Benefits of Bi-Weekly Mortgage Payments

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For most people, the mortgage payment is their single biggest expense every month. Depending on your property, your home loan, the amount you put down at closing and what kind of interest rate you have, your mortgage payment could be hundreds or even thousands of dollars. Because a mortgage payment is usually a homeowner’s largest monthly financial obligation, most people don’t consider paying it twice a month. However, when you make bi-weekly mortgage payments, you don’t necessarily have to pay double what you would normally pay – in fact, most bi-weekly payers simply divide their mortgage payment in half and pay that amount every two weeks. While it may not be the best solution for everyone, there are certain benefits associated with making bi-weekly mortgage payments – namely, saving thousands in interest and building equity faster.

Couple looking at home they want to purchase.

By making as little as one extra monthly payment a year, you can save thousands on interest and build equity faster. Talk to your mortgage lender for details.

The way bi-weekly mortgage payments typically work, is that the homeowner makes two, smaller loan payments each month instead of one larger payment. Because there are 52 weeks in a standard year, and since the homeowner would be making a mortgage payment every other week, they would wind up paying a total of 26 mortgage payments in a year (the equivalent of 13 monthly payments).

Since there are only 12 monthly mortgage payments required in a conventional mortgage payment plan, a bi-weekly arrangement will produce one extra payment per year. This will help reduce the loan principal balance sooner and can shave off tons of interest in the long term.

It should be noted that bi-weekly mortgage payments are more beneficial when interest rates are higher. To give you an idea of how that works, let’s say you have a 30 year fixed rate mortgage at 7 percent; with bi-weekly payments, it would take you a little more than 23 years to pay off the loan instead of 30, saving you roughly seven years. You would also save more than $33,000 in interest on every $100,000 of principal, presuming you began paying bi-weekly at the start of the loan. Now, if we used the same loan at a 4.5 percent interest rate, the time it would take to pay off the loan would be closer to 26 years and the homeowner would save roughly $13,600.

As rates have been notoriously low the last few years, bi-weekly payment plans have diminished in popularity. Now that rates are beginning to climb, lenders may start to see the trend come back around. While bi-weekly plans will have a greater impact loans with higher rates, that’s not to say they aren’t worth looking into, even if your rate is fairly low. The best thing to do is to speak with a trusted financial adviser or mortgage consultant. They can run the numbers for you and discuss whether or not bi-weekly payments will be beneficial to your situation. Depending on how many years you plan to own the house, how close you are to retirement, and your other financial goals, bi-weekly payments may not make sense.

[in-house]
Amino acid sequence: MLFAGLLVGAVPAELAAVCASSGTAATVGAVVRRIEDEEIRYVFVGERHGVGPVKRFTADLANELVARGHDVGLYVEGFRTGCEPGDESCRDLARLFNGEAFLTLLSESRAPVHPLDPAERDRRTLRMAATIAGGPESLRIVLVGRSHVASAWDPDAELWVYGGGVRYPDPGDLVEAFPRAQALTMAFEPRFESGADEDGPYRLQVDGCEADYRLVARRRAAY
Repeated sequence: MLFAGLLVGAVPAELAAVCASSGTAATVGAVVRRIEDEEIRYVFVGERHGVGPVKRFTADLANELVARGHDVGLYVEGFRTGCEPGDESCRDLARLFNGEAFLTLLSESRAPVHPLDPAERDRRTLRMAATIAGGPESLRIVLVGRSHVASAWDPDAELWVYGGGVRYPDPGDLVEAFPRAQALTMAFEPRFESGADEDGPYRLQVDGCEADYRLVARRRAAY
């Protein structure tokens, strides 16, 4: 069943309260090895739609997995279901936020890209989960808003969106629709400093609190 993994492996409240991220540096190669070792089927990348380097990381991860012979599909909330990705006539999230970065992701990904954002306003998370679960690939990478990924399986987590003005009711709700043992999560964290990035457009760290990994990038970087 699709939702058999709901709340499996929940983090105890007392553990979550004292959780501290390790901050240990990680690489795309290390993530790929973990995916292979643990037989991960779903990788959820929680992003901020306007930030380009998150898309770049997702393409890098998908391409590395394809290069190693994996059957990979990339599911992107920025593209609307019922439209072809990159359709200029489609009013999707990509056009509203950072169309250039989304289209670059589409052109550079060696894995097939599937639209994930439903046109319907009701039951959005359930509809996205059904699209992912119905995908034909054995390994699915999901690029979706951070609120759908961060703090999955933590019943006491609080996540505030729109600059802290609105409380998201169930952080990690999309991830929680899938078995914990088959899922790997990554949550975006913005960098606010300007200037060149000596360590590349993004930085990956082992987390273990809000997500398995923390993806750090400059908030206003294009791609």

One other thing to consider before signing up for bi-weekly payments is whether or not you’re willing to fork over extra money each month for convenience fees. A lot of banks offer very easy, convenient bi-weekly payment plans; however, this level of convenience usually comes at a cost.

With most banks, you can choose to begin paying bi-weekly upfront, or you can opt to make bi-weekly payments as you go. Bankrate.com did some research on some of the nation’s top mortgage servicers to find out just how much more it would cost to sign up for this service. Here’s what they found:

“Of the top five mortgage-servicing institutions, four charge enrollment fees that range from $295 to $379. Three also levy additional charges on every transaction. If you want to pay as you go – without the hefty upfront charge – fees from the same top five servicers average from $4 to $9 a month.”

This means that if you choose to enroll in bi-weekly payments from the get-go, you’ll have to hand over a couple hundred dollars in addition to paying an extra couple dollars per transaction. Fortunately, these services are offered as a convenience and not a requirement.

A great alternative to signing up for your bank’s automated bi-weekly plan is to simply add an extra payment when you can, or add more to your principal balance when you make your payment online. Even if you physically mail a check every month, most payment tickets will have a space where you can write in an amount to go towards principal.

Since bi-weekly payments will equate to one extra monthly payment per year, simply add 1/12 of your payment each month and by the end of the year, it will be just like you made bi-weekly payments – only you didn’t have to pay extra fees and enrollment charges to do so!

Another option would be to make one extra full mortgage payment per year. If you get a bonus at work, win a sweepstakes, or inherit money, you might want to consider using it to make an extra mortgage payment. Or, if you get paid bi-weekly, you will most likely have a month where you receive three paychecks instead of two. Take that extra paycheck and put it toward the mortgage!

For more information on making bi-weekly mortgage payments, speak with a qualified home loan specialist. Don’t have one yet? Use the rate table below to find a mortgage lender of broker serving your community.

Steph Meyer is a contributor to the ForTheBestRate.com Blog and keeps us up to date on interesting happenings within the world of home financing and real estate. She’s got a quick wit and keen eye on making smart financial decisions. My Google Profile+

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